This is probably just a matter of opinion and I'm sure that I'm influenced by the area I live in, but why do you think that micro-brewers virtually ignore lagers?

You did not say where you are.  In PA they have many craft lagers of high quality.  Prima Pils or Troegenator Doppelbock are excellent, in my opinion.

+1 - some great small lager breweries in PA.

As many of you may know I run a small nano brewery in Huntsville, AL and I would love to brew a MaiBock for spring or a Doppelbock for fall. But, as Gordon says, I just couldn't afford to have a bright tank occupied that long. I probably could brew a helles or pils but not sure there is much point in that since any number of large breweries would be able to beat me on price. Plus I would probably need to filter, and I don't have one.
Title: Re: Micro VS Home, Lager VS Ale
Post by: BrewingRover on December 20, 2010, 12:47:30 PM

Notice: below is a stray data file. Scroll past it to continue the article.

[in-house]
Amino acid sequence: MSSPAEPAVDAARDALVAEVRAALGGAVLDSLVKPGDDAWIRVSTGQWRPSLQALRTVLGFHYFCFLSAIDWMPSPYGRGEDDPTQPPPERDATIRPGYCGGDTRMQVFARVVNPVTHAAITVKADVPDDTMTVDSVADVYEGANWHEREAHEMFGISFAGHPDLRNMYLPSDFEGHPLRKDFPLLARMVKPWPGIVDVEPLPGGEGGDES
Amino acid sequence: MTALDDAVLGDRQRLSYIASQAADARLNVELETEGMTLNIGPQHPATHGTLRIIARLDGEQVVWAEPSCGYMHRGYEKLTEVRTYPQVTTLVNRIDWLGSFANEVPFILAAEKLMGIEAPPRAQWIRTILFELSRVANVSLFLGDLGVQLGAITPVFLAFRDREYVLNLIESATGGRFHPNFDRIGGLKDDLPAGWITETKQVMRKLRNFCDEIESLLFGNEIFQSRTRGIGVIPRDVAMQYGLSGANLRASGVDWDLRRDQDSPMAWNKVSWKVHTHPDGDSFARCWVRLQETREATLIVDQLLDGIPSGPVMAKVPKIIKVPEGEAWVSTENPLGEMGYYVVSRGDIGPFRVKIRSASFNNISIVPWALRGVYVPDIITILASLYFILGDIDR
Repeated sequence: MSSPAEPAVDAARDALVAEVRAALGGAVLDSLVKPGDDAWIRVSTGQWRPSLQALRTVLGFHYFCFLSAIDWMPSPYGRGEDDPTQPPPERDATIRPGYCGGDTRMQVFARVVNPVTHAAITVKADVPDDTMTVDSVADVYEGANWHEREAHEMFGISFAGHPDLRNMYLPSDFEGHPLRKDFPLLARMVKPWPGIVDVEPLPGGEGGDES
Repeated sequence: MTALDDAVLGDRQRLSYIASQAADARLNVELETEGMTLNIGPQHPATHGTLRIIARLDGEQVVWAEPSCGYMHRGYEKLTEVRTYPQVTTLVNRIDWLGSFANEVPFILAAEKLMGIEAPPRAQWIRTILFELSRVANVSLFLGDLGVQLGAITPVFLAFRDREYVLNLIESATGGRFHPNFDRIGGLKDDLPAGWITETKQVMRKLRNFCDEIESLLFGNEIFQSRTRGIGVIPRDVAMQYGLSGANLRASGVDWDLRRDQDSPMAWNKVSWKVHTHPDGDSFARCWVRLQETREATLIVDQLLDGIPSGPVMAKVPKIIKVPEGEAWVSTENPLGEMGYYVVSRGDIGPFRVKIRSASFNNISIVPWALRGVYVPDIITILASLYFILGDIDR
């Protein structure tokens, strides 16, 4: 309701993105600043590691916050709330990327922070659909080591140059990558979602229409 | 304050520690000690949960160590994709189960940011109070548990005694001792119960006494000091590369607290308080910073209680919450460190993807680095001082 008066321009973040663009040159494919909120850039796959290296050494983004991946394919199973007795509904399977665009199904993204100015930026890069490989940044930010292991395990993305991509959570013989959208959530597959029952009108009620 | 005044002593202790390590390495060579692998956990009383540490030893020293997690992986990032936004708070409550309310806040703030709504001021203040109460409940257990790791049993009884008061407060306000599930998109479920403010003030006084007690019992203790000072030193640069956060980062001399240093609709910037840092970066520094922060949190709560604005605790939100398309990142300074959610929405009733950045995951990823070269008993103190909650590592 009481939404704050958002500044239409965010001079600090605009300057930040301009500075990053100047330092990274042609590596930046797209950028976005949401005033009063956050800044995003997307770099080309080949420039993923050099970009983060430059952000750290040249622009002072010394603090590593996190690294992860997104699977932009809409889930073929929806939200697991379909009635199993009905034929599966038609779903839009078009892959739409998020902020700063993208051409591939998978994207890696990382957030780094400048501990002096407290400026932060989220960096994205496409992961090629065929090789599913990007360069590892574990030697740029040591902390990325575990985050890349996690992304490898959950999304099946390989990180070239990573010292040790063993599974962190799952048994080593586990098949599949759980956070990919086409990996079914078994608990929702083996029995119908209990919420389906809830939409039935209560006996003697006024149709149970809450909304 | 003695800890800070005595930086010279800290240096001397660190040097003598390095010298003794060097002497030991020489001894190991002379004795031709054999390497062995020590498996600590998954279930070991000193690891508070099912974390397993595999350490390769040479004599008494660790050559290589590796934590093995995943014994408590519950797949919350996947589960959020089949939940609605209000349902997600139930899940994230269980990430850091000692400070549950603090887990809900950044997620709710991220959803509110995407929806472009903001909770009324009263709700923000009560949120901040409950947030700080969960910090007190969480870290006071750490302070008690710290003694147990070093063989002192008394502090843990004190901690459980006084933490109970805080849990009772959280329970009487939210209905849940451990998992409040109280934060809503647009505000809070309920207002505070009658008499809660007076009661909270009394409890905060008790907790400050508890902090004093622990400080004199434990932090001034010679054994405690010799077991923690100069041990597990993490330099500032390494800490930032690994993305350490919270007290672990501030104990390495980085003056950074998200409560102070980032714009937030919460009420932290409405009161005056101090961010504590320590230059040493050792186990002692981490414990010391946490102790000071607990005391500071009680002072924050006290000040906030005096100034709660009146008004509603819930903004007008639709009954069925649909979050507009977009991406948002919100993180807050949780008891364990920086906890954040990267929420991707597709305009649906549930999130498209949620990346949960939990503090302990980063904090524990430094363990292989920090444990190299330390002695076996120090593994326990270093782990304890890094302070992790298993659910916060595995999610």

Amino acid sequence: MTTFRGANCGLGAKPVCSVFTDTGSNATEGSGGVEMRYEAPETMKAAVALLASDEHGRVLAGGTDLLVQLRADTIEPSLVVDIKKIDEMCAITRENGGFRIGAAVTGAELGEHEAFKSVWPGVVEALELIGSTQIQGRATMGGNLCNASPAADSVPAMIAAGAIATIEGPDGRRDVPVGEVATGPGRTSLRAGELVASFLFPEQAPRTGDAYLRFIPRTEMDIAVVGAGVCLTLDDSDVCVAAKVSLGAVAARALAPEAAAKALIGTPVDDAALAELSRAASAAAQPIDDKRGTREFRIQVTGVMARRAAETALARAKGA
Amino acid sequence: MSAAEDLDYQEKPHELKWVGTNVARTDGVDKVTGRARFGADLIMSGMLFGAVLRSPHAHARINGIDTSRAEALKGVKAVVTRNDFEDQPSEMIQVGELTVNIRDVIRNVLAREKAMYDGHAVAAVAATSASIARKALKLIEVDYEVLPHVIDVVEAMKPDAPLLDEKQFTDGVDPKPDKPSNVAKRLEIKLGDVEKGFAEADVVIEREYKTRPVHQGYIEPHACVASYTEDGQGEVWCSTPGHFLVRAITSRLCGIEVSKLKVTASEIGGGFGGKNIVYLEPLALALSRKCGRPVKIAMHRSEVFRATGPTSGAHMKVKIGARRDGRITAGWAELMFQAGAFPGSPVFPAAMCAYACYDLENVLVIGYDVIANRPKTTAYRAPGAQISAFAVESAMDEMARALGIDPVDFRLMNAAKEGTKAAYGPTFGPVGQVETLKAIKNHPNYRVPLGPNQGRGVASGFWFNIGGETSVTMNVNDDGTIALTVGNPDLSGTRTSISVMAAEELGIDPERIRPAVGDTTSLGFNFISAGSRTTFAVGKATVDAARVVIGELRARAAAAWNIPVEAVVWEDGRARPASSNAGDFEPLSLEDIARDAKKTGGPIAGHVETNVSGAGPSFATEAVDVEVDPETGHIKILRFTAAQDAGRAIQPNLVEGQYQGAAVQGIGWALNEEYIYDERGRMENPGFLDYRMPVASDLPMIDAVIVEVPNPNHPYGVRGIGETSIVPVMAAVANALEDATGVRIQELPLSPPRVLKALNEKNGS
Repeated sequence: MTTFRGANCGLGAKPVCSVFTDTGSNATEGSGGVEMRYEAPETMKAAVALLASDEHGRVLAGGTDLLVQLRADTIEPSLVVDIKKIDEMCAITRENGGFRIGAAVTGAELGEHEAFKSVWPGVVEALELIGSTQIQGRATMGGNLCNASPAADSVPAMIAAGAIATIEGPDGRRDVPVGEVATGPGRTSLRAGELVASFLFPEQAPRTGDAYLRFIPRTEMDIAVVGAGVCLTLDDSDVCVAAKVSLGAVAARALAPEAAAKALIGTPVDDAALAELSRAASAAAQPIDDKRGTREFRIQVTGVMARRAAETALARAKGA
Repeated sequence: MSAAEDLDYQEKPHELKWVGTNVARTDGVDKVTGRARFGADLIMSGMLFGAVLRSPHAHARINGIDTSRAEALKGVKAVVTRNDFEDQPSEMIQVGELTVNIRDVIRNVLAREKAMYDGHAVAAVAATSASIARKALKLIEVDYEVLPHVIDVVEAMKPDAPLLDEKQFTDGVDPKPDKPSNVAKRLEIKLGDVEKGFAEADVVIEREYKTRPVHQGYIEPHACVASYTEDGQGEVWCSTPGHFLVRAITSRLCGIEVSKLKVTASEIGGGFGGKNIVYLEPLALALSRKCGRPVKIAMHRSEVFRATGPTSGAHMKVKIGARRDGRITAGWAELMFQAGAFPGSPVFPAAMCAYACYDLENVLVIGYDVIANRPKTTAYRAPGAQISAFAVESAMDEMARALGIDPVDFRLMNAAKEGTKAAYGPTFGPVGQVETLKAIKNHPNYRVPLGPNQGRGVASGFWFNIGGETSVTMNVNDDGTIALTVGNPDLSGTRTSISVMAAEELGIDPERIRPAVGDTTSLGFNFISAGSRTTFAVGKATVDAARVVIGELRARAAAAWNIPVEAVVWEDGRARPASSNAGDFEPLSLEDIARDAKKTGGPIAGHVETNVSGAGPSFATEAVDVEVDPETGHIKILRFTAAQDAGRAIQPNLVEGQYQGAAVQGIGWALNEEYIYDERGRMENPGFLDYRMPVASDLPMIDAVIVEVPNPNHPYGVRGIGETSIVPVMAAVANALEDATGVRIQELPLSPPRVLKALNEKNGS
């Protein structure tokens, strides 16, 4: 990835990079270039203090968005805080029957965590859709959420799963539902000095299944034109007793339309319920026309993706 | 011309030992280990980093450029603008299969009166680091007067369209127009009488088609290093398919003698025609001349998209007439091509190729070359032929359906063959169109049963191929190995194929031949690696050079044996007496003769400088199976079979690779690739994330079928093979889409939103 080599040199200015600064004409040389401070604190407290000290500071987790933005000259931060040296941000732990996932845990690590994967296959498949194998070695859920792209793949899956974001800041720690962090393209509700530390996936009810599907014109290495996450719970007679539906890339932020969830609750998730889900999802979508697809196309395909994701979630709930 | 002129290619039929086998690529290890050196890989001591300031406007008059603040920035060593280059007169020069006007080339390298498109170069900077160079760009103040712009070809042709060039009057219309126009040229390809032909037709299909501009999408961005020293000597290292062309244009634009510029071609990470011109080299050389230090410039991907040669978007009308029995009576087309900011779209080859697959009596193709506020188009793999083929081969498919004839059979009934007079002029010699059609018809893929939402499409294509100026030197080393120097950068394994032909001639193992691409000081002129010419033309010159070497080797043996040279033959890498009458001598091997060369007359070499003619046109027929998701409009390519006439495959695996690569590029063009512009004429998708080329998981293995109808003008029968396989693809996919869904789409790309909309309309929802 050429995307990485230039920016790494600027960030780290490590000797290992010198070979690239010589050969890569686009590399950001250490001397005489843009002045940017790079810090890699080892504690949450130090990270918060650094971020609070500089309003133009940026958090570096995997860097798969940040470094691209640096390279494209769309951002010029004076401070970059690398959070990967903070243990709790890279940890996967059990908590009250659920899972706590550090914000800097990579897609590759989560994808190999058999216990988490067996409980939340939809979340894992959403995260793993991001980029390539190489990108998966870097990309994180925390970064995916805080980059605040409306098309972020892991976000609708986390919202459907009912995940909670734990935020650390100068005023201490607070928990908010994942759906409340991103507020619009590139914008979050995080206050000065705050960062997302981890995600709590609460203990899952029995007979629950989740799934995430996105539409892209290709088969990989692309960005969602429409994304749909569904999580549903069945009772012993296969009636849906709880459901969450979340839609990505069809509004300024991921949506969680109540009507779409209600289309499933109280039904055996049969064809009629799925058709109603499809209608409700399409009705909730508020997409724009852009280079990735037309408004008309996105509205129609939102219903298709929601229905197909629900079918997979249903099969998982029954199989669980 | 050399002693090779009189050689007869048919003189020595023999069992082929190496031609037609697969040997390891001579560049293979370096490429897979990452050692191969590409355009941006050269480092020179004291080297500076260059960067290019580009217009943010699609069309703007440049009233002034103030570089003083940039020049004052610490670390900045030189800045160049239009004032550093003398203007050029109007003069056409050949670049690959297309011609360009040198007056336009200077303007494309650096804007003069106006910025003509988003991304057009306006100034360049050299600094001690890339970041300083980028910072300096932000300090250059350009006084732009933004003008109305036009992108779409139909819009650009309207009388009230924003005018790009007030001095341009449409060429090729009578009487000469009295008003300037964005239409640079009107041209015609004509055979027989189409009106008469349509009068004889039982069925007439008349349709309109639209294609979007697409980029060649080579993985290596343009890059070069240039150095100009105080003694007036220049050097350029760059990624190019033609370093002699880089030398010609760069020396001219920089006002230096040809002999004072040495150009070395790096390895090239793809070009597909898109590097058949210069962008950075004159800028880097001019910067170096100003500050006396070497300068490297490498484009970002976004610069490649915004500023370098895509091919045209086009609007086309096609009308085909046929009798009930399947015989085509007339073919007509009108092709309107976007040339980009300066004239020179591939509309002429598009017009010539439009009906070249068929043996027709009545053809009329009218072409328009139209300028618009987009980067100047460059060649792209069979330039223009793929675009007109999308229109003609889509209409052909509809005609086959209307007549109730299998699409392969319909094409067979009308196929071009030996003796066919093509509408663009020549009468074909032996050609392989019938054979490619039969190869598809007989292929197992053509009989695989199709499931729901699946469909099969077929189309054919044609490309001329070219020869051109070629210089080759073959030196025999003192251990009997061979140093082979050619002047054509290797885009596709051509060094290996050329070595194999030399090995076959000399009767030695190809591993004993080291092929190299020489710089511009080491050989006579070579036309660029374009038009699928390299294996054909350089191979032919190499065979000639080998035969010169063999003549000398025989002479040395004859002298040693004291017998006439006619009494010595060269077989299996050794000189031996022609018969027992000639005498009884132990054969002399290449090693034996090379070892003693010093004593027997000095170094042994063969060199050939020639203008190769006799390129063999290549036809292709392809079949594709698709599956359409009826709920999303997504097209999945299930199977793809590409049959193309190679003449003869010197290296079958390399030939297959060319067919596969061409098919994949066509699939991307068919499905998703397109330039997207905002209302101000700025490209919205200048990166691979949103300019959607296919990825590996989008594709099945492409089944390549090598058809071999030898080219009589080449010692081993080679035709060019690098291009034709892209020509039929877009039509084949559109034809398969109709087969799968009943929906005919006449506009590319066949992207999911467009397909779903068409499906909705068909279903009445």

Metropolitan Brewing in Chicago does nothing but lagers. They started out as homebrewers and IIRC the brewer didn't do much, if any, commercial brewing prior to opening. They have some nice beers and seem to be doing well -- they've only been open a couple of years.
Title: Re: Micro VS Home, Lager VS Ale
Post by: Kaiser on December 20, 2010, 03:42:24 PM
Many German breweries can brew a good Pils in under 4 weeks. However, it takes sophisticated measuring and test equipment as well as brewing staff that has a lot of experience with lagers to push the boundary on lager brewing like this.  Many micros lack this which is why their lagers don’t come out right when they try it. Sticking to ales makes much more sense.